Toxicity exists in many forms. Too often we do not realize it. Many times, we struggle to alleviate or eliminate it. Regarding toxicity, I am not speaking of pollution or diseases. I am talking about people!
For a variety of reasons, we tolerate or ignore the toxic people in our lives. When I look back over my life; I see that the main reasons I tolerated or hesitated to eliminate toxic people, were for the following reasons:
The good moments made me blinded to the type of person they really were.
The traumas of my life, making me emotionally and mentally raw/vulnerable, caused me to open and/or receive some that I normally would not.
I was foolish enough to think that because time had passed, they had changed. Although, I have not even allowed myself the opportunity to see if there are any signs that they had changed.
In all of it, I take full accountability. I should have known better. I made exceptions because of blood, associations, or organizational affiliation. Repeated examples showed me who these people wore, and it is my fault that I did not give more weight to the signs. I am sure I am not the first nor the last. There are lessons learned and I am so much better for finally eliminating these toxic folk and individuals from my life.
Though families and relationships can feel impossibly tough at times, they were never meant to ruin. All relationships have their flaws and none of them come packaged with the permanent glow of sunlight and goodness and beautiful things. In any normal relationship there will be fights from time to time. Things will be said and done and forgiven, and occasionally rehashed at strategic moments. Toxic people thrive on control. Not the loving, healthy control that tries to keep everyone safe and happy – buckle your seatbelt, be kind, wear sunscreen – but the type that keeps people small and diminished. It is likely that toxic people learned their behavior during their own childhood, either by being exposed to the toxic behavior of others or by being overpraised without being taught the key quality of empathy.
Toxic people have a way of choosing open, kind people with beautiful, lavish hearts because these are the ones who will be more likely to fight for the relationship and less likely to abandon. Even the strongest people can find themselves in a toxic relationship but the longer they stay, the more they are likely to evolve into someone who is a smaller, less confident, more wounded version of the person they used to be.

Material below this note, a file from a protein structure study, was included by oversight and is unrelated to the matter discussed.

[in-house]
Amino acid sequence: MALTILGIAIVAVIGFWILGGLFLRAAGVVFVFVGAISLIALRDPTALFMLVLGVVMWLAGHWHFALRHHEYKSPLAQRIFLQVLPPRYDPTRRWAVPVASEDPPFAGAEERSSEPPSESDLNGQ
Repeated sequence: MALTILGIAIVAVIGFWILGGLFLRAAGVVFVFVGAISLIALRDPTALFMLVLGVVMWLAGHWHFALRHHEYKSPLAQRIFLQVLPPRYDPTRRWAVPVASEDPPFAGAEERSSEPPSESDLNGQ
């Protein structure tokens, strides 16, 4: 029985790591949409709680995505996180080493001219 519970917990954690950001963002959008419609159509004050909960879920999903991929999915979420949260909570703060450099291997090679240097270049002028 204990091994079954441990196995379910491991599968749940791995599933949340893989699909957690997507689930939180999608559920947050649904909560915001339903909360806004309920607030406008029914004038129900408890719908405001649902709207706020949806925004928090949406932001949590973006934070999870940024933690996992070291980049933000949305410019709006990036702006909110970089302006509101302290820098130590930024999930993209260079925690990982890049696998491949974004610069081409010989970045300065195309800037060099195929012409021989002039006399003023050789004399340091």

In any healthy relationship, love is circular – when you give love, it comes back. When what comes back is scrappy, stingy intent under the guise of love, it will eventually leave you small and depleted, which falls wildly, terrifyingly short of where anyone is meant to be. The difference is that healthy families and relationships will work through the tough stuff. Unhealthy ones will blame, manipulate and lie – whatever they have to do to return things to the way they’ve always been, with the toxic person in control.
According, to Men’s Health Magazine, here are 9 signs that you are in a toxic relationship (friendship, romantic, or with family):
1. They decide/communicate what you can or can’t do
2. They aren’t encouraging you to grow as a person
3. They’re gaslighting you
4. They simply don’t respect you
5. They use things that please you as a means of manipulation
6. You feel like you can’t open up to them
7. You feel like you’re being bullied
8. They’re unwilling to compromise
9. Your parents hate them (this won’t apply if your parents are the ones that are toxic LOL)
What was eye opening to me, was when I was reading Psychology Today. They had an article that, with research, advised that there are 8 traits that toxic people all share. These are:
3. No responsibility for their feelings
4. Don’t apologize
6. Make you prove yourself to them
7. Make you defend yourself
8. Are not caring, supportive, or interested in what’s important to you
People are not all good or all bad. People are complex. This means that even the best kind of people have the potential to be toxic to someone else. What is important is understanding what type of behavior is toxic, reflecting on your own potentially toxic behaviors, understanding that toxic relationships are everywhere, and realizing that it is possible to change those behaviors.
Sometimes it is not them; it is you. It can be hard to admit when you are the problem. To realize you have played the victim instead of analyzing why others do not want to be around you. To admit you get more out of your relationships than you give back. just because you are not toxic to one person, or in one type of relationship, does not mean you cannot be toxic in another. It is important to be sure you are being honest about your behavior and toxic tendencies in all your relationships, and not just your friendships or your romantic relationships.